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Saudi will continue to support banks despite new law – Fitch

Saudi will continue to support banks despite new law – Fitch

​The kingdom’s bank resolution draft law is unlikely to reduce support for lenders

Saudi Arabia’s new draft law on the resolution of financial institutions – currently under review – is unlikely to curb government support of banks in the country, ratings agency Fitch has said in a new report.

“The Saudi Arabian Monetary Agency, which supervises the banks, has a strong tradition of supporting the banking sector and, to date, no depositors or creditors of banks have lost money,” Fitch said.

“We believe it will take time to implement a culture change, but that the enactment of a resolution framework will introduce more transparency.”

Saudi’s draft bank resolution law was submitted to the council of ministers in the second half of 2015 and is currently being reviewed by a bureau of experts.

Feedback has been received and the next step is the submission of a revised draft to the council of ministers, but there is no clear timeframe for when the legislation might be finalised.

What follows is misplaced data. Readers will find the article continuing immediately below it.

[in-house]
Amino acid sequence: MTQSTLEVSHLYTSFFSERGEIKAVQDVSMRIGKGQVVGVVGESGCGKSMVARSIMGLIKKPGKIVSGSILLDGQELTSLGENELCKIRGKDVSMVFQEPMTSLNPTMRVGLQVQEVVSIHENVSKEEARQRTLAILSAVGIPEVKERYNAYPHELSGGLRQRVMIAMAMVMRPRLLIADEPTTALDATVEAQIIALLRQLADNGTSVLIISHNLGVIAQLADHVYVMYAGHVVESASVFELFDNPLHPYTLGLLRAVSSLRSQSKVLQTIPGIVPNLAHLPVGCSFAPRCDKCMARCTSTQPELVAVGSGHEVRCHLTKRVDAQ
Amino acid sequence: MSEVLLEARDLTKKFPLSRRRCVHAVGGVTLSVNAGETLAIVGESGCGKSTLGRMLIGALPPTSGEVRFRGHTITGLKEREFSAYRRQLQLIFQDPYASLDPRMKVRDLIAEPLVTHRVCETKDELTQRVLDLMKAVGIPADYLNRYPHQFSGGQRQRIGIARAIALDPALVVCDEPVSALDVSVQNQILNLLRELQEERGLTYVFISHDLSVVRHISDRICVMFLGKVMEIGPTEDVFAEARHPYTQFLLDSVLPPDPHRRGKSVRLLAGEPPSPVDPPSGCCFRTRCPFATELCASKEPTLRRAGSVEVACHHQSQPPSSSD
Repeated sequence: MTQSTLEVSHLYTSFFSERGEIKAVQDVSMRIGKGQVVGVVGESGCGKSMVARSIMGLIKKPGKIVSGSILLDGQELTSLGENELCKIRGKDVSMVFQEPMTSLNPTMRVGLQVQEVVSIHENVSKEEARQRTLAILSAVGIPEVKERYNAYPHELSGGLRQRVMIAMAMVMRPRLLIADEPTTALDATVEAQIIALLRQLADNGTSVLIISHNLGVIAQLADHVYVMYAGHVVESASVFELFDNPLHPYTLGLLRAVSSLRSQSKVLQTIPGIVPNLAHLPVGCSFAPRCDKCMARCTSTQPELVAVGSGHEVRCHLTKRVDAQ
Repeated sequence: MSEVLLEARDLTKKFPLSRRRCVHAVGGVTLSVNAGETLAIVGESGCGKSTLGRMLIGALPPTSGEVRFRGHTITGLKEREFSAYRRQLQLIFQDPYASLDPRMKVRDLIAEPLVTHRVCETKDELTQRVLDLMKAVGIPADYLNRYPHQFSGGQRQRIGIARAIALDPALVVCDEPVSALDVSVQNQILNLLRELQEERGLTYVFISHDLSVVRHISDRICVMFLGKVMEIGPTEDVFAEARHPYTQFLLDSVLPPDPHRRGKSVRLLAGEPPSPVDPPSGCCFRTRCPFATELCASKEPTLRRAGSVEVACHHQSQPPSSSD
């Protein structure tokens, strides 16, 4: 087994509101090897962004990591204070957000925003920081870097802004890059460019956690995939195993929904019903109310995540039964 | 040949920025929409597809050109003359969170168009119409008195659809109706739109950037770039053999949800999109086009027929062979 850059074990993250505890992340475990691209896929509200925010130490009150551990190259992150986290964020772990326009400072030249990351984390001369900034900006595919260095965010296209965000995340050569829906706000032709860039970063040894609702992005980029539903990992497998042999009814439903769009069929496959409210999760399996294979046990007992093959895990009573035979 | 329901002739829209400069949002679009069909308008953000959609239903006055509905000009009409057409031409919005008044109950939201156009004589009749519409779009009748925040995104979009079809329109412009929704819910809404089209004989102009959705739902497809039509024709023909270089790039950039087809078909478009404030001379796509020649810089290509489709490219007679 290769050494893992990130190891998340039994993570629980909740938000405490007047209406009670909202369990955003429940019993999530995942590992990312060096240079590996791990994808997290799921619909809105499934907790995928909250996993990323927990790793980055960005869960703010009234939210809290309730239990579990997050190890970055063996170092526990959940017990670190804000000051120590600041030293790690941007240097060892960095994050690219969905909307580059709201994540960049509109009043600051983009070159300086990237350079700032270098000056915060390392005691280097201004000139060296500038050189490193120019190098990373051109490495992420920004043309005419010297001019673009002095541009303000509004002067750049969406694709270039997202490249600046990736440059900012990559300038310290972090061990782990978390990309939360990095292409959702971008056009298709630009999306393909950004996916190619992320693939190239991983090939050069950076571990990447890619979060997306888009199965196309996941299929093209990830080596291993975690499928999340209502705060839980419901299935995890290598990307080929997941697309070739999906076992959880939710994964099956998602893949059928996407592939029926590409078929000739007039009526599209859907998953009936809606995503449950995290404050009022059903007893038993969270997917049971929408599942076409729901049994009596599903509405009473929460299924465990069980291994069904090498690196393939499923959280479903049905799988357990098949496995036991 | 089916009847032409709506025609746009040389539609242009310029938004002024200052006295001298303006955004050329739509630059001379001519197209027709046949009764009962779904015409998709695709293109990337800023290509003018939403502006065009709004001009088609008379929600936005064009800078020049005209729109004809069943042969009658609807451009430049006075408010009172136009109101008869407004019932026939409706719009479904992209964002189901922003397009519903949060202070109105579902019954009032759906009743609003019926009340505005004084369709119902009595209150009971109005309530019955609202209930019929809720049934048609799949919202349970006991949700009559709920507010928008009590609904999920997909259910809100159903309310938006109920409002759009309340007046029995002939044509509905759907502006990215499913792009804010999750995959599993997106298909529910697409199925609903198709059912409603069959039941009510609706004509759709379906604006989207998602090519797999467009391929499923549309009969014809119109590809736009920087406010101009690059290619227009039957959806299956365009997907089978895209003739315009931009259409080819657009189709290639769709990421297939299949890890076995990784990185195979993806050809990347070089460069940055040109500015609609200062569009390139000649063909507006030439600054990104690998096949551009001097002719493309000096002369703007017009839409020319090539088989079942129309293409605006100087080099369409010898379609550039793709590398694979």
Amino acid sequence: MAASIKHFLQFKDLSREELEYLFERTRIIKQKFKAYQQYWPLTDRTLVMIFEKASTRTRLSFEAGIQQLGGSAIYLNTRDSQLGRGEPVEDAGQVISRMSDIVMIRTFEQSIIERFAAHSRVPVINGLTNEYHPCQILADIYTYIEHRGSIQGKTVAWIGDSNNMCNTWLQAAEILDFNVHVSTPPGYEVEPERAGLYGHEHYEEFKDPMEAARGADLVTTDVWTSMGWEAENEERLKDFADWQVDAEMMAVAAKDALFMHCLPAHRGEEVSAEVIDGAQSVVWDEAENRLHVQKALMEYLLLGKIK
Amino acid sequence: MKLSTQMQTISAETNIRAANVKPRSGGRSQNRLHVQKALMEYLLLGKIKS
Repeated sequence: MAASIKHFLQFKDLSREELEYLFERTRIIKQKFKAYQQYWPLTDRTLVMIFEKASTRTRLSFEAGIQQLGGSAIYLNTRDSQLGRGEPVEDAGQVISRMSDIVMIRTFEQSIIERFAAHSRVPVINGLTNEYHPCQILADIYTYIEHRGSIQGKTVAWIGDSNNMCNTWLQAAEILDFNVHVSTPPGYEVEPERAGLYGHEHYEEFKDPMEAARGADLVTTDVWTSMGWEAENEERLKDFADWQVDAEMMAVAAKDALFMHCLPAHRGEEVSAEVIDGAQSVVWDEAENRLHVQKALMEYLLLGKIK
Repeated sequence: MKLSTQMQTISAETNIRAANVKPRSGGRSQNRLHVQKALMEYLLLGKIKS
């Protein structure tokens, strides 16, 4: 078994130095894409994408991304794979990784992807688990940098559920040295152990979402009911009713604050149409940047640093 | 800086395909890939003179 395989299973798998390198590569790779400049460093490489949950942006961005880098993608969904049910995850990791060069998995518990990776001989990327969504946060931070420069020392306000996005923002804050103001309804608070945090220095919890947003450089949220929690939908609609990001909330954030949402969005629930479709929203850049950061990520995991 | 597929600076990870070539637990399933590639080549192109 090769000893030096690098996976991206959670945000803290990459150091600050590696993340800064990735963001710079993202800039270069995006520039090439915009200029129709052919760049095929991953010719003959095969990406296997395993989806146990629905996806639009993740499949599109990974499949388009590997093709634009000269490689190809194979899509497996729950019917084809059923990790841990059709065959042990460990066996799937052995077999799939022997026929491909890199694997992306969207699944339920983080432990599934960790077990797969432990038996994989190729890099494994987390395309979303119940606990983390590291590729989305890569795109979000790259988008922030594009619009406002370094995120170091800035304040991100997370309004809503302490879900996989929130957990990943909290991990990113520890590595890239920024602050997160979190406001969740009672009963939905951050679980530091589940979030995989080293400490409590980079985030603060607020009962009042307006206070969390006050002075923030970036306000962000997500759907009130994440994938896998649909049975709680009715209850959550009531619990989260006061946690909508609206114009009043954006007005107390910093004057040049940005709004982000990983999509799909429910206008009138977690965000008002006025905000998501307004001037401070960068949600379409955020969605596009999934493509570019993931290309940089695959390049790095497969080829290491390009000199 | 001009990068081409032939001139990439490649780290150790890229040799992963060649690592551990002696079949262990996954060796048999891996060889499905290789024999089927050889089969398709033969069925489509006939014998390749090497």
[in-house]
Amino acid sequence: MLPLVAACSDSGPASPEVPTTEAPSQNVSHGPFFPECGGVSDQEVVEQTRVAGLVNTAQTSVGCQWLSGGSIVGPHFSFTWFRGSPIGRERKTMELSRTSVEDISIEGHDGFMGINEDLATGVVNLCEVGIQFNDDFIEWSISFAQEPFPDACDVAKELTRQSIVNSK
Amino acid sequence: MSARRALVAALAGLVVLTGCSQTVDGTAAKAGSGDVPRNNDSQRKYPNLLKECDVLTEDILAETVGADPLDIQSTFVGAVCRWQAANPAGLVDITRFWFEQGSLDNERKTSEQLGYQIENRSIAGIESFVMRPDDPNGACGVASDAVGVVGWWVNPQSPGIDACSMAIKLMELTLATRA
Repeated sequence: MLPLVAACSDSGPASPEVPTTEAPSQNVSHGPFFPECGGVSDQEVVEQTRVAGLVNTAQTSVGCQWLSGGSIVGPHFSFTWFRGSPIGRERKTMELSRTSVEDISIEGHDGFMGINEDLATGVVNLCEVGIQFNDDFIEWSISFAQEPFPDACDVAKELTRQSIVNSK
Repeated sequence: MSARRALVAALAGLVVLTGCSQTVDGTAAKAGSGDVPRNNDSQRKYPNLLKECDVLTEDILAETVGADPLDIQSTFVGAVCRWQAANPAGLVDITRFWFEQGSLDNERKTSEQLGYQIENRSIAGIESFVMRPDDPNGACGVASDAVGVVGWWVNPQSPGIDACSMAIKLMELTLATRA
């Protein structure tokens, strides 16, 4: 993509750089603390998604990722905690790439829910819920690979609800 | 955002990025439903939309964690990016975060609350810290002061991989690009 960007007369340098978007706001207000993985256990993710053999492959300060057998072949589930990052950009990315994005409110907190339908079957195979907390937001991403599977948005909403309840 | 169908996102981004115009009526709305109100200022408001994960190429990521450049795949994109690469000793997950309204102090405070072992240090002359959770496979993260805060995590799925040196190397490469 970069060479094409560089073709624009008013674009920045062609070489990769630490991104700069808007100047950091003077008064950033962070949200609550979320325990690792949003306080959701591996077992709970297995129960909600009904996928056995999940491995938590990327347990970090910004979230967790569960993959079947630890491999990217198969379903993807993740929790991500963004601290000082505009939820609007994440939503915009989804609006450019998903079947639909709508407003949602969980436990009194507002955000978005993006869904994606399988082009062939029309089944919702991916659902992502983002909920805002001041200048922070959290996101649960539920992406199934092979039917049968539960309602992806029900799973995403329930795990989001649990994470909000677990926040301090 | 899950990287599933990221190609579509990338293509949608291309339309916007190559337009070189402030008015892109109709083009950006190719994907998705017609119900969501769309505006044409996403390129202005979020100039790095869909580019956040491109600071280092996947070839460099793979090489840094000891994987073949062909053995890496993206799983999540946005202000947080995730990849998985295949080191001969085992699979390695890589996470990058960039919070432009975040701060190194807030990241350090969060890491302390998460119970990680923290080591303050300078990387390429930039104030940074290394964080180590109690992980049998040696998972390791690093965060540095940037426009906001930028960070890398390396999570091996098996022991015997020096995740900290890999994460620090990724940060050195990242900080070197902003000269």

Read: New Saudi central bank head to focus on monetary stability

Currently, SAMA has broad powers to intervene in failing or weak banks. However, existing Saudi laws do not spell out the circumstances under which shareholder and creditor rights can be over-ridden.

And this could result in court action in the event that bail-ins were imposed in connection with a bank resolution, according to international body Financial Stability Board.

The introduction of a formal resolution framework will add transparency for market participants and clarify when SAMA can intervene and under what circumstances losses might be imposed on bank shareholders and creditors, Fitch said.

Saudi law also does not currently establish a hierarchy for creditor claims, and this will have to be clarified if bank creditors are to be able to adequately measure risk and estimate their potential losses in the event of resolution.

“For resolution legislation to be effective, we expect there to be an update in Saudi Arabia’s bankruptcy laws,” the Fitch report said.

“We also expect resolution legislation to bring greater clarity regarding the conditions for entry into resolution and procedures surrounding bail-in. We believe that further clarity in these two areas will enhance creditor confidence,” it added.


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